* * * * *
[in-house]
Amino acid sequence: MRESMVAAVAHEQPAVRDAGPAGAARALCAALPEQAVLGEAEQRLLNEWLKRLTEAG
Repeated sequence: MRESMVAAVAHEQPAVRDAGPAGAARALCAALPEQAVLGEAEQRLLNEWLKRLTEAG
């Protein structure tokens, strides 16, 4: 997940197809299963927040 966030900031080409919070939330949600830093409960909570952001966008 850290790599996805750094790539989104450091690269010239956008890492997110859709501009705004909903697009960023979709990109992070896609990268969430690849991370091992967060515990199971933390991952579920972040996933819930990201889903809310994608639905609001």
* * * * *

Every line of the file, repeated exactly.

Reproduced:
[in-house]
Amino acid sequence: MRESMVAAVAHEQPAVRDAGPAGAARALCAALPEQAVLGEAEQRLLNEWLKRLTEAG
Repeated sequence: MRESMVAAVAHEQPAVRDAGPAGAARALCAALPEQAVLGEAEQRLLNEWLKRLTEAG
């Protein structure tokens, strides 16, 4: 997940197809299963927040 966030900031080409919070939330949600830093409960909570952001966008 850290790599996805750094790539989104450091690269010239956008890492997110859709501009705004909903697009960023979709990109992070896609990268969430690849991370091992967060515990199971933390991952579920972040996933819930990201889903809310994608639905609001």